Answering these questions gives massive motivation when it gets tough because having a vision helps you remember where you want to go so you don’t give up.
Consider what the ideal version of you looks like in terms of your mindset, relationships, finances, and health. Get a clear vision of every aspect of your best self in each of those areas.
Here’s a quick way to get started:
- Compose an email to yourself with a link to this blog post or these steps in the body of the email
- Use the “Schedule Send” feature to schedule it to show up this coming Sunday afternoon or whenever you have time
- When the email comes in, create a Google Doc to journal about these things
- Set aside four sections of the doc, one for mindset, relationships, finances, and health
- In each category, write about what your ideal life and self look like for that category
When you’re done, it’ll be a lot easier to find the specific action steps and outcomes that will take you there. At that point, all you have to do is ask yourself:
- What daily action steps, if I completed them every day for the next year, would 100% get me to where I want to be?
- What weekly and quarterly milestones or outcomes can I set along the way to keep me on track?
Once you have these established, you’ve got to set up a tracking system if you want to continue to succeed.
3. Track Your Goals & Have a Weekly Review to Keep Yourself Going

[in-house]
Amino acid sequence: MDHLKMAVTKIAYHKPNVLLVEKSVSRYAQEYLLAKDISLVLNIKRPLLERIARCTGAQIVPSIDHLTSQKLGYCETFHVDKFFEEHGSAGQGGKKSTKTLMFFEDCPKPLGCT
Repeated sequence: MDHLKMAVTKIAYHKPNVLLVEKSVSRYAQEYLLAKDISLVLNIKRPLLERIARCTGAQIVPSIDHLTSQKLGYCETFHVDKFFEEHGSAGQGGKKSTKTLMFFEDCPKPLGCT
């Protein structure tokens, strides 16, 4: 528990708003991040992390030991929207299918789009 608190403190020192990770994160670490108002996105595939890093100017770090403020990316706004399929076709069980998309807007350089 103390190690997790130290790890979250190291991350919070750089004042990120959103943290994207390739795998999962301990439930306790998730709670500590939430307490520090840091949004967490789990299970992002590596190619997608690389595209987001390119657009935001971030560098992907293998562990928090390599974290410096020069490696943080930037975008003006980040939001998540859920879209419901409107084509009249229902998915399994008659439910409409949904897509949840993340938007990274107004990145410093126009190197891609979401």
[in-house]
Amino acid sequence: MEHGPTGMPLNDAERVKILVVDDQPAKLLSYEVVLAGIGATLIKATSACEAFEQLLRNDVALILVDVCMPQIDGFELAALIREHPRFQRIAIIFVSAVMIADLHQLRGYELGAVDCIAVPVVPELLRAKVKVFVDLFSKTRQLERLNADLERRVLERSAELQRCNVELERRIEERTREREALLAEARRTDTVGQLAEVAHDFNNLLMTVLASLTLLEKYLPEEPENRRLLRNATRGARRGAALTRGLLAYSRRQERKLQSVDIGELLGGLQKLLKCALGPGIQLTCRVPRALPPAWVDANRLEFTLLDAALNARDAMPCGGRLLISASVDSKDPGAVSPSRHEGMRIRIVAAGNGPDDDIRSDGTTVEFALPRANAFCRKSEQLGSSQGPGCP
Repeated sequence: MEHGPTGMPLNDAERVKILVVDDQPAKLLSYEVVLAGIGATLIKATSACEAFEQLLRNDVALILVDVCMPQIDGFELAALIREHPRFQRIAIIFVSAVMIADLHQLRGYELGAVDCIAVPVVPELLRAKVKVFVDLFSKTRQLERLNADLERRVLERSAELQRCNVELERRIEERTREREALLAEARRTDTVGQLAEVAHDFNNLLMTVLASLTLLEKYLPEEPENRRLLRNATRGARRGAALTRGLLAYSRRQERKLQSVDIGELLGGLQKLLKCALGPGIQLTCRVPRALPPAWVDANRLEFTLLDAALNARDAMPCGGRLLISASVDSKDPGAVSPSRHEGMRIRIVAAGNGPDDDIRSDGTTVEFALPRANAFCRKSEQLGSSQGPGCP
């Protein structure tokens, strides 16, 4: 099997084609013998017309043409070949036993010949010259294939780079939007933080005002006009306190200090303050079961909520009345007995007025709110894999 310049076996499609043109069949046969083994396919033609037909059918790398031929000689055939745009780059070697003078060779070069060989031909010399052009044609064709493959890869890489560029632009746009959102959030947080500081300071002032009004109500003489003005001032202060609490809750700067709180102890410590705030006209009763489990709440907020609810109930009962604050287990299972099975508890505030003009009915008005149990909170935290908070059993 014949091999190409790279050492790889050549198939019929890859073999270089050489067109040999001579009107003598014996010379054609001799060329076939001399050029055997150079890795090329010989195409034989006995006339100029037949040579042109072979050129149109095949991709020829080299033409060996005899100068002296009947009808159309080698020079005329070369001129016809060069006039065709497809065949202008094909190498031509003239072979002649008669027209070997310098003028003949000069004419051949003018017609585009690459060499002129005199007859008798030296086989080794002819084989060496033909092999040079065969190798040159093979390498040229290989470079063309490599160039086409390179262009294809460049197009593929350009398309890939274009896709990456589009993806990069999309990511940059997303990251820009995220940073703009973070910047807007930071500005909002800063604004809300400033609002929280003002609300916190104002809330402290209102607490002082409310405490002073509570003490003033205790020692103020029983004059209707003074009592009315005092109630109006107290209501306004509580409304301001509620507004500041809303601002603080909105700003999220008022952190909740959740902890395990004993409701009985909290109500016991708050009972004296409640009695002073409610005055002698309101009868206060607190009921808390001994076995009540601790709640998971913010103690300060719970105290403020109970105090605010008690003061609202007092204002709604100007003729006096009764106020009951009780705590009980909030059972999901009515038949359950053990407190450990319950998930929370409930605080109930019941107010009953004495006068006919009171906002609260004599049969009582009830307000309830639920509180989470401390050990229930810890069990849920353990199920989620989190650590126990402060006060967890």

Having a plan to act is good. Establishing outcomes is better. But the best way to work on your goals every day is to have actions, outcomes, and a way to track them.
There are many ways to track your goals. Try any of these:
- An app
- Pen and paper
- Notes on your phone
You’ll have to find what works for you. Just pick one from this list and start with that. It doesn’t matter where you begin, just that you do. This is true for tracking your goals and working on them.
Once you start, you get priceless information that lets you decide how you’ll keep going. But you can only utilize that knowledge if you have time set aside to review your progress and make adjustments.
Most people miss this step in the goal-setting process. And it’s why most people struggle to stick to their goals.
The secret is to find a time each week when you’re not bothered by other commitments. When you can work on the important but not urgent tasks as Stephen Covey talked about in The 7 Habits Of Highly Effective People.
The best time for me is Sunday morning or afternoon. I don’t have to think about work. Nobody else is awake. I can have peace and quiet and as much time as I need.
During this time, you want to:
- Review your progress on your goals that you recorded in whichever tracking method you chose
- See what action steps you didn’t do or which outcomes you didn’t achieve
- Adjust your action steps to be easier if you didn’t do them
- Change your outcomes if you aren’t reaching them and you’re doing your action steps.
To learn more, check out my article on weekly reviews.
Let’s Wrap This Up
In summary, here are the three best ways to work on your goals every day:
- Have clear action steps
- Set outcomes for those action steps
- Track your goals and review your progress each week
I’ve been setting goals since I was about 15-years-old and I wish that I’d known about this back then. Once I discovered and implemented them into my goal-setting process, my consistency and growth skyrocketed.
Because I’ve seen these work, I’m confident that as you set action steps, outcomes, and tracking & review methods, you’ll start to see much faster and more significant progress on your goals every day, week, month, and year.